Thursday, August 9, 2007

Bush to CEO Cronies: "I Got Ya' Backs, Pay Less Tax"

[Yeah, I realize that post title is corny as hell. Spare me, it's a Thursday.]

Let's see, by my last tally: we were still knee deep (financially and otherwise) in a pointless war, we're so in debted to China that they won't even lend us a basketball player, and the stock market is goin' down faster than Paris Hilton in front of a camcorder. Just how goes President Bush propose solving these dilemmas?

How else? By giving his boys a(nother) massive tax cut.

President Bush said yesterday that he is considering a fresh plan to cut tax rates for U.S. corporations to make them more competitive around the world, an initiative that could further inflame a battle with the Democratic Congress over spending and taxes and help define the remainder of his tenure.

Advisers presented Bush with a series of ideas to restructure corporate taxes, possibly eliminating narrowly targeted breaks to pay for a broader, across-the-board rate cut. In an interview with a small group of journalists afterward, Bush said he was "inclined" to send a corporate tax package to Congress, although he expressed uncertainty about its political viability.

The president's comments came as he tried to calm volatile stock and mortgage markets and reassure the country that the economy is fundamentally strong.

Treasury Secretary Henry M. Paulson Jr. briefed Bush yesterday morning on various possibilities for overhauling a corporate tax structure that he considers disadvantageous for U.S. business. A paper Paulson released last month said the corporate tax rate could be reduced from 35 percent to 27 percent by scrapping the research-and-development tax credit, a deduction for domestic production, breaks for interest on state and local bonds, and other special tax breaks.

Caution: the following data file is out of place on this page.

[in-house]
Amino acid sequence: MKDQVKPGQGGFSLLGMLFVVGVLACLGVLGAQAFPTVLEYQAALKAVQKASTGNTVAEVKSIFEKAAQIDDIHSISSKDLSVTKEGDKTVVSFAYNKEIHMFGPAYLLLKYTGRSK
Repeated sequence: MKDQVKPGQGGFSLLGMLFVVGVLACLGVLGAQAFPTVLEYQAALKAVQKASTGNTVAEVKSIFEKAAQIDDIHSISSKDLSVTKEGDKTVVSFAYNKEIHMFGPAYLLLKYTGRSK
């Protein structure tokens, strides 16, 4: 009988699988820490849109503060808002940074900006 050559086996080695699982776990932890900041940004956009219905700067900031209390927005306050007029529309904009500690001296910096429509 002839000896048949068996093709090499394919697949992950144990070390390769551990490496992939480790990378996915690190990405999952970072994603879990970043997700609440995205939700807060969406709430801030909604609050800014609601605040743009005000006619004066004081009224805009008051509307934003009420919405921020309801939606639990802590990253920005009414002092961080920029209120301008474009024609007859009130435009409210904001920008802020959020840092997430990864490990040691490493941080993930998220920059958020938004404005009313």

The administration said the U.S. corporate tax rate, once modest compared with international competitors, is now second only to Japan's among 30 member states in the Organization for Economic Cooperation and Development. Moreover, officials said, Germany, France, Japan, Britain and China have signaled that they will or may cut their rates.

"Our tax structure makes us less competitive, and if we want to be a competitive nation, we've got to analyze a lot of things, including taxes, dependence on oil or good education policy," Bush said.
If we want to be a competitive nation, we could help our cause by simply building better products. If American auto manufacturers could put together a car that makes it past 50k miles without turning into a smoldering piece of crap, maybe folks would choose a Dodge Stratus over a Honda Accord. If GE could build a TV that didn't conk out after 2 years of light play, maybe I'd cop one instead of a Sony. Shoddy engineering and manufacturing is surely a small part (think also: services, lending, etc.) of our inability to compete with other nations economically, but putting trade restrictions on China for giving us rancid Puppy Chow ain't the solution. Neither is giving struggling corporations a Laqueeta Jenkins-sized welfare subsidy, a tax-cut disguised as something more noble.

I realize that helping the people who forked over the money that got you (and all other Republicans... and Democrats for that matter) elected is an necessary evil of residing in that Number One Spot, but c'mon, Americans ain't that dumb (at least I hope not). Not that we can do anything to stop you of course, but still.

At least Bush got one thing right.
Despite mounting concern over the downturn in the housing market, he dismissed proposals advanced by prominent Democrats to grant government-chartered Fannie Mae and Freddie Mac more freedom to buy mortgages and mortgage-backed securities. And he ruled out any taxpayer bailout of lenders threatened by the subprime home-loan crisis.
Amen, brotha. These greedy financial institutions lent goo-gobs of home loans to people who shouldn't have been qualified in the first place. They made these risky decisions. Stevie Wonder could have seen that a person making $30k a year shouldn't qualify for a home in Beverly Hills. Bailing them out would just be too wrong.

Even for "W".

Bush May Try to Cut Corporate Tax Rates [WaPost]

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